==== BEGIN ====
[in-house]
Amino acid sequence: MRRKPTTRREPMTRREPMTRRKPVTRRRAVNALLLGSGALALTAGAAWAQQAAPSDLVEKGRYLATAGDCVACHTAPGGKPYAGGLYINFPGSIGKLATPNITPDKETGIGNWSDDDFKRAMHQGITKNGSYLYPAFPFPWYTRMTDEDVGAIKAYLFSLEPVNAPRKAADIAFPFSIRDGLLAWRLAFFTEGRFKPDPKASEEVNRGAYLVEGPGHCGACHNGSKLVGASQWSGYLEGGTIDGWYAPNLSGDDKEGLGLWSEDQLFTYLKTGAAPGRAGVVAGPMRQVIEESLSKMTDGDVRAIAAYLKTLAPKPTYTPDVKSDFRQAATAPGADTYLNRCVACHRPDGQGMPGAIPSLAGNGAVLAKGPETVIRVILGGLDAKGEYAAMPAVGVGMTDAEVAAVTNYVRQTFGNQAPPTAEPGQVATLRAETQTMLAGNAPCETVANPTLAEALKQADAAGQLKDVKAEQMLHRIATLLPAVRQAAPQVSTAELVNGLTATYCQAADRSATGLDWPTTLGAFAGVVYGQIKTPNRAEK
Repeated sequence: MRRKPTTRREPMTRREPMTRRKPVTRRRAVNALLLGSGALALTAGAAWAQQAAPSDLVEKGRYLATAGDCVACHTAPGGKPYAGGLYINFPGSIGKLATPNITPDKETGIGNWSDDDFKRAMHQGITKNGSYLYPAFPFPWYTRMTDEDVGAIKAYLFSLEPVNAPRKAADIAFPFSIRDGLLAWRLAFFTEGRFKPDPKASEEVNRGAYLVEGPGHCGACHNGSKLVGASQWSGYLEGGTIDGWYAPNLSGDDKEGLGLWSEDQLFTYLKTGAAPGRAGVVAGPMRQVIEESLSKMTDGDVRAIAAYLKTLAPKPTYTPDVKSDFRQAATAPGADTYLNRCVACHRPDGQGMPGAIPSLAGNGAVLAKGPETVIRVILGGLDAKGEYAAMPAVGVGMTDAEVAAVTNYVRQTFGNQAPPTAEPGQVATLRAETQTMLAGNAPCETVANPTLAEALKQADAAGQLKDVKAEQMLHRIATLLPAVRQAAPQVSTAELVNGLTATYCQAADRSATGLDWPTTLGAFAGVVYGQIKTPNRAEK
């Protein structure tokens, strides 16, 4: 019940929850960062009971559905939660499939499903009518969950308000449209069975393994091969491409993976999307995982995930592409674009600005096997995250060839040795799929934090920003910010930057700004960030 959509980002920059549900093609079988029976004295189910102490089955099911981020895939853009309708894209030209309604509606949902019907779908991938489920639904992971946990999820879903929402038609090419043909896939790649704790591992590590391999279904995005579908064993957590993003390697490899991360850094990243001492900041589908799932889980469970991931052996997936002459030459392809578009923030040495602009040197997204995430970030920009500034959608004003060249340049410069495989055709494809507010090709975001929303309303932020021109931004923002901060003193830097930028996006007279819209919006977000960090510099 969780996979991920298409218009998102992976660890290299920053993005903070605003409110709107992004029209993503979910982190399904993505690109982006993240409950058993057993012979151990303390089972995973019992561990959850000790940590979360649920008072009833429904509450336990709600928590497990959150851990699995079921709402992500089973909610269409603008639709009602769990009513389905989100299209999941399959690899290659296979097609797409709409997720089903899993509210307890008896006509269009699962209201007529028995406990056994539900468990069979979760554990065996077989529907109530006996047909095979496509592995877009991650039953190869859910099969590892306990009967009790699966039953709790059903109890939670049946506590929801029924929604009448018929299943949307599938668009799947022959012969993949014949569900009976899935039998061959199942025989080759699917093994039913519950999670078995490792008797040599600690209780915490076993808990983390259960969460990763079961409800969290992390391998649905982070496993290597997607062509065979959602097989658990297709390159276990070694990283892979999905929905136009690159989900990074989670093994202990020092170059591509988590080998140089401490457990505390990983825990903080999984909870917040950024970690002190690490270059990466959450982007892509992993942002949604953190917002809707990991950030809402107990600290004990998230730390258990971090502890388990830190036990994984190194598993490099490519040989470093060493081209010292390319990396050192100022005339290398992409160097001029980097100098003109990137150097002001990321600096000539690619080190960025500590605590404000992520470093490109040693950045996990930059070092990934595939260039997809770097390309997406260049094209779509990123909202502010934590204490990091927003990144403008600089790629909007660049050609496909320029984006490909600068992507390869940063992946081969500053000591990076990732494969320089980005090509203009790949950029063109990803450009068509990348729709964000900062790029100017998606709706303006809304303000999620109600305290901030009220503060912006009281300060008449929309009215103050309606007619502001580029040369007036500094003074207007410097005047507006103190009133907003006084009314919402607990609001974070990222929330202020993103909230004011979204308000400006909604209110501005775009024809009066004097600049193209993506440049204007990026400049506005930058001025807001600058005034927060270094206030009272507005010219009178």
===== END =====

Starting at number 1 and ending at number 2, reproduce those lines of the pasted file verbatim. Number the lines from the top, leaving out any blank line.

[in-house]
Amino acid sequence: MRRKPTTRREPMTRREPMTRRKPVTRRRAVNALLLGSGALALTAGAAWAQQAAPSDLVEKGRYLATAGDCVACHTAPGGKPYAGGLYINFPGSIGKLATPNITPDKETGIGNWSDDDFKRAMHQGITKNGSYLYPAFPFPWYTRMTDEDVGAIKAYLFSLEPVNAPRKAADIAFPFSIRDGLLAWRLAFFTEGRFKPDPKASEEVNRGAYLVEGPGHCGACHNGSKLVGASQWSGYLEGGTIDGWYAPNLSGDDKEGLGLWSEDQLFTYLKTGAAPGRAGVVAGPMRQVIEESLSKMTDGDVRAIAAYLKTLAPKPTYTPDVKSDFRQAATAPGADTYLNRCVACHRPDGQGMPGAIPSLAGNGAVLAKGPETVIRVILGGLDAKGEYAAMPAVGVGMTDAEVAAVTNYVRQTFGNQAPPTAEPGQVATLRAETQTMLAGNAPCETVANPTLAEALKQADAAGQLKDVKAEQMLHRIATLLPAVRQAAPQVSTAELVNGLTATYCQAADRSATGLDWPTTLGAFAGVVYGQIKTPNRAEK